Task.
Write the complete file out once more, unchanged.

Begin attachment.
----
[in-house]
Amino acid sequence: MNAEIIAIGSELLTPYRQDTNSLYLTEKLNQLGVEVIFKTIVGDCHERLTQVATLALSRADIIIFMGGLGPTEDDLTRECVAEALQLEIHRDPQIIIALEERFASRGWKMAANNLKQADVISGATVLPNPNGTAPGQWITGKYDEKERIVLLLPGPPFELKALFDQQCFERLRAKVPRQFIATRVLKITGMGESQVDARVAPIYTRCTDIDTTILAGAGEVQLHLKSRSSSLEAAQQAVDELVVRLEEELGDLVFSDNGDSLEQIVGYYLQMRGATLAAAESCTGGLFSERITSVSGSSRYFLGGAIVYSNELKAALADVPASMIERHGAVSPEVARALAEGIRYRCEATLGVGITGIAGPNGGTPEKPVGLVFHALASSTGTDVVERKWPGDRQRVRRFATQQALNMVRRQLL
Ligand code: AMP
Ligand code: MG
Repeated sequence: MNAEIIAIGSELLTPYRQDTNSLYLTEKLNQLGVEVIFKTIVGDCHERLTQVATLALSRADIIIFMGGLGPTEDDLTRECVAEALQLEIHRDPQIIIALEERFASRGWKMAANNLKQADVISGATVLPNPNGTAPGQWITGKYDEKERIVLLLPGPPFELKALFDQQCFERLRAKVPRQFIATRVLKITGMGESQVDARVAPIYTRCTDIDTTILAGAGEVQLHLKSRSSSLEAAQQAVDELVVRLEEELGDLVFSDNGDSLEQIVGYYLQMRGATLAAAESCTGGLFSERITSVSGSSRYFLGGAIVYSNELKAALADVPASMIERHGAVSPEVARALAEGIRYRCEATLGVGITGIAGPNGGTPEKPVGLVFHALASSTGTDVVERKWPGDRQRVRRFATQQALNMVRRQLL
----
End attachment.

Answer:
[in-house]
Amino acid sequence: MNAEIIAIGSELLTPYRQDTNSLYLTEKLNQLGVEVIFKTIVGDCHERLTQVATLALSRADIIIFMGGLGPTEDDLTRECVAEALQLEIHRDPQIIIALEERFASRGWKMAANNLKQADVISGATVLPNPNGTAPGQWITGKYDEKERIVLLLPGPPFELKALFDQQCFERLRAKVPRQFIATRVLKITGMGESQVDARVAPIYTRCTDIDTTILAGAGEVQLHLKSRSSSLEAAQQAVDELVVRLEEELGDLVFSDNGDSLEQIVGYYLQMRGATLAAAESCTGGLFSERITSVSGSSRYFLGGAIVYSNELKAALADVPASMIERHGAVSPEVARALAEGIRYRCEATLGVGITGIAGPNGGTPEKPVGLVFHALASSTGTDVVERKWPGDRQRVRRFATQQALNMVRRQLL
Ligand code: AMP
Ligand code: MG
Repeated sequence: MNAEIIAIGSELLTPYRQDTNSLYLTEKLNQLGVEVIFKTIVGDCHERLTQVATLALSRADIIIFMGGLGPTEDDLTRECVAEALQLEIHRDPQIIIALEERFASRGWKMAANNLKQADVISGATVLPNPNGTAPGQWITGKYDEKERIVLLLPGPPFELKALFDQQCFERLRAKVPRQFIATRVLKITGMGESQVDARVAPIYTRCTDIDTTILAGAGEVQLHLKSRSSSLEAAQQAVDELVVRLEEELGDLVFSDNGDSLEQIVGYYLQMRGATLAAAESCTGGLFSERITSVSGSSRYFLGGAIVYSNELKAALADVPASMIERHGAVSPEVARALAEGIRYRCEATLGVGITGIAGPNGGTPEKPVGLVFHALASSTGTDVVERKWPGDRQRVRRFATQQALNMVRRQLL